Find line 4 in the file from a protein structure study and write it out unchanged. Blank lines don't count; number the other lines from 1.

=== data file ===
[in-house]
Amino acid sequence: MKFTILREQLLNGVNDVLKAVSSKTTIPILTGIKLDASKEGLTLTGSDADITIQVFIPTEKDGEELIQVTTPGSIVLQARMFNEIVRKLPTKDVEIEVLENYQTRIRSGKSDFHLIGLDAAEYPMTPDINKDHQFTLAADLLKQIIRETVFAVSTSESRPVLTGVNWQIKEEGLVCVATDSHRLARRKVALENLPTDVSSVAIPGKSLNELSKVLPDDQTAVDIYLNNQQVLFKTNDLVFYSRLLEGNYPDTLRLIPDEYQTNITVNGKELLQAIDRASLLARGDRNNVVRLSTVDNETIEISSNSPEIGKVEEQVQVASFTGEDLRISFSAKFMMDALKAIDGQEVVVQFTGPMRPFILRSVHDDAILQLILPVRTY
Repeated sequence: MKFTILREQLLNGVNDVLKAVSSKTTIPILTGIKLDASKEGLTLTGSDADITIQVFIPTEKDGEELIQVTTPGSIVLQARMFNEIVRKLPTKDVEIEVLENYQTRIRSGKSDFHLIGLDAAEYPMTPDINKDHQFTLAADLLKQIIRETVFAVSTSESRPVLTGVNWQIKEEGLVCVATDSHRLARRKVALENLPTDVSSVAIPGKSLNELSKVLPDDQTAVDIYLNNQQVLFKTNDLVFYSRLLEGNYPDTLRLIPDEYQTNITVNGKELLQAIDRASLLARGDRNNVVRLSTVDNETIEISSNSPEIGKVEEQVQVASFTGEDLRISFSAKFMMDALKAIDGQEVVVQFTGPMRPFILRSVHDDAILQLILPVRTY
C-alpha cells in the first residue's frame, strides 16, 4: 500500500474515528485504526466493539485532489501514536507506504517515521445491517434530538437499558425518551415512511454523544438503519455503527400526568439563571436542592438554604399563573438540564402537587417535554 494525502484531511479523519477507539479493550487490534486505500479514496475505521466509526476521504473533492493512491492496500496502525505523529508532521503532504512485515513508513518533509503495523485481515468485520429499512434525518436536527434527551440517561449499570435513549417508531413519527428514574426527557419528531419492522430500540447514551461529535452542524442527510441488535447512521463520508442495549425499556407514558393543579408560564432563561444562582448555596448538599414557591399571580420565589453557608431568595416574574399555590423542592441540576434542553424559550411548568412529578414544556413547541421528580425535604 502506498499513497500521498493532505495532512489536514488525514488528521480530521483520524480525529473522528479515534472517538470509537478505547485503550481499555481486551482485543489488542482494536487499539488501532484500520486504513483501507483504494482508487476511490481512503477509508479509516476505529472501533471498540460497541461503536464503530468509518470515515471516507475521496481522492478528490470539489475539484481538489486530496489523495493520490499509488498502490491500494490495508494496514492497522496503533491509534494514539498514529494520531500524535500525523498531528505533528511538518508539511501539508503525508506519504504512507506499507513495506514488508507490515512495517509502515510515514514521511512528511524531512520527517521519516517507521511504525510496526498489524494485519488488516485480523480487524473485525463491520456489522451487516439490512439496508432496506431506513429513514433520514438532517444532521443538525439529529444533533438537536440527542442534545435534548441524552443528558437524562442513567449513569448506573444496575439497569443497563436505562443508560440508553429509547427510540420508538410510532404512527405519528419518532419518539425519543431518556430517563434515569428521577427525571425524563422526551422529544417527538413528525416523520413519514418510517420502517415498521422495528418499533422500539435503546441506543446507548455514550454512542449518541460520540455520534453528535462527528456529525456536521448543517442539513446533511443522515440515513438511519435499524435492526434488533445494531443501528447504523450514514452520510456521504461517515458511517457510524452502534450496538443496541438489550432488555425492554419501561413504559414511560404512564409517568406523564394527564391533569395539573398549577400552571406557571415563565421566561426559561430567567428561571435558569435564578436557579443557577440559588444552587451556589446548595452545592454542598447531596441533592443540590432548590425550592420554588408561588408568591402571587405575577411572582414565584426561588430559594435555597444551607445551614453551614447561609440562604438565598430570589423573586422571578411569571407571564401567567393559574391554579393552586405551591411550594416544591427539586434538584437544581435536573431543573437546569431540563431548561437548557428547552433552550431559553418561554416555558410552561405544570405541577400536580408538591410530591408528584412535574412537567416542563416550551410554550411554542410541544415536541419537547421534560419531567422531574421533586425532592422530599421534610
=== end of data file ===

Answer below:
C-alpha cells in the first residue's frame, strides 16, 4: 500500500474515528485504526466493539485532489501514536507506504517515521445491517434530538437499558425518551415512511454523544438503519455503527400526568439563571436542592438554604399563573438540564402537587417535554 494525502484531511479523519477507539479493550487490534486505500479514496475505521466509526476521504473533492493512491492496500496502525505523529508532521503532504512485515513508513518533509503495523485481515468485520429499512434525518436536527434527551440517561449499570435513549417508531413519527428514574426527557419528531419492522430500540447514551461529535452542524442527510441488535447512521463520508442495549425499556407514558393543579408560564432563561444562582448555596448538599414557591399571580420565589453557608431568595416574574399555590423542592441540576434542553424559550411548568412529578414544556413547541421528580425535604 502506498499513497500521498493532505495532512489536514488525514488528521480530521483520524480525529473522528479515534472517538470509537478505547485503550481499555481486551482485543489488542482494536487499539488501532484500520486504513483501507483504494482508487476511490481512503477509508479509516476505529472501533471498540460497541461503536464503530468509518470515515471516507475521496481522492478528490470539489475539484481538489486530496489523495493520490499509488498502490491500494490495508494496514492497522496503533491509534494514539498514529494520531500524535500525523498531528505533528511538518508539511501539508503525508506519504504512507506499507513495506514488508507490515512495517509502515510515514514521511512528511524531512520527517521519516517507521511504525510496526498489524494485519488488516485480523480487524473485525463491520456489522451487516439490512439496508432496506431506513429513514433520514438532517444532521443538525439529529444533533438537536440527542442534545435534548441524552443528558437524562442513567449513569448506573444496575439497569443497563436505562443508560440508553429509547427510540420508538410510532404512527405519528419518532419518539425519543431518556430517563434515569428521577427525571425524563422526551422529544417527538413528525416523520413519514418510517420502517415498521422495528418499533422500539435503546441506543446507548455514550454512542449518541460520540455520534453528535462527528456529525456536521448543517442539513446533511443522515440515513438511519435499524435492526434488533445494531443501528447504523450514514452520510456521504461517515458511517457510524452502534450496538443496541438489550432488555425492554419501561413504559414511560404512564409517568406523564394527564391533569395539573398549577400552571406557571415563565421566561426559561430567567428561571435558569435564578436557579443557577440559588444552587451556589446548595452545592454542598447531596441533592443540590432548590425550592420554588408561588408568591402571587405575577411572582414565584426561588430559594435555597444551607445551614453551614447561609440562604438565598430570589423573586422571578411569571407571564401567567393559574391554579393552586405551591411550594416544591427539586434538584437544581435536573431543573437546569431540563431548561437548557428547552433552550431559553418561554416555558410552561405544570405541577400536580408538591410530591408528584412535574412537567416542563416550551410554550411554542410541544415536541419537547421534560419531567422531574421533586425532592422530599421534610